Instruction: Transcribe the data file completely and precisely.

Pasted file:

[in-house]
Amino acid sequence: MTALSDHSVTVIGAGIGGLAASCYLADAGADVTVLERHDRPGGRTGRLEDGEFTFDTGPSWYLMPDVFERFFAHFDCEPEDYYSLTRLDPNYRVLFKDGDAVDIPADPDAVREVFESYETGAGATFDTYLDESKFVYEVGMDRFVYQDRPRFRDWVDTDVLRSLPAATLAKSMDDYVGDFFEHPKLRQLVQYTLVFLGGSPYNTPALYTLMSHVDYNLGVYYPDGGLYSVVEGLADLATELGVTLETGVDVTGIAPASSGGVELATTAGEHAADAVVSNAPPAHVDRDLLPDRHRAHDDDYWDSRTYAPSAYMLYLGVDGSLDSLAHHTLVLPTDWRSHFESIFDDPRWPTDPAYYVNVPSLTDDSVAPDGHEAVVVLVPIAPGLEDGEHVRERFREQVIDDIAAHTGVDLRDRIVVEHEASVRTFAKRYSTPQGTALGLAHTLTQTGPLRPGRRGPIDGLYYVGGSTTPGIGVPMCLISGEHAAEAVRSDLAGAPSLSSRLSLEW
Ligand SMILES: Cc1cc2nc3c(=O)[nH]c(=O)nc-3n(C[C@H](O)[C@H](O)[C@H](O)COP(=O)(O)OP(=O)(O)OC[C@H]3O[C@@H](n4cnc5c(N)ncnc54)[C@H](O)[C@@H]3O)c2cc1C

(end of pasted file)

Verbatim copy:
[in-house]
Amino acid sequence: MTALSDHSVTVIGAGIGGLAASCYLADAGADVTVLERHDRPGGRTGRLEDGEFTFDTGPSWYLMPDVFERFFAHFDCEPEDYYSLTRLDPNYRVLFKDGDAVDIPADPDAVREVFESYETGAGATFDTYLDESKFVYEVGMDRFVYQDRPRFRDWVDTDVLRSLPAATLAKSMDDYVGDFFEHPKLRQLVQYTLVFLGGSPYNTPALYTLMSHVDYNLGVYYPDGGLYSVVEGLADLATELGVTLETGVDVTGIAPASSGGVELATTAGEHAADAVVSNAPPAHVDRDLLPDRHRAHDDDYWDSRTYAPSAYMLYLGVDGSLDSLAHHTLVLPTDWRSHFESIFDDPRWPTDPAYYVNVPSLTDDSVAPDGHEAVVVLVPIAPGLEDGEHVRERFREQVIDDIAAHTGVDLRDRIVVEHEASVRTFAKRYSTPQGTALGLAHTLTQTGPLRPGRRGPIDGLYYVGGSTTPGIGVPMCLISGEHAAEAVRSDLAGAPSLSSRLSLEW
Ligand SMILES: Cc1cc2nc3c(=O)[nH]c(=O)nc-3n(C[C@H](O)[C@H](O)[C@H](O)COP(=O)(O)OP(=O)(O)OC[C@H]3O[C@@H](n4cnc5c(N)ncnc54)[C@H](O)[C@@H]3O)c2cc1C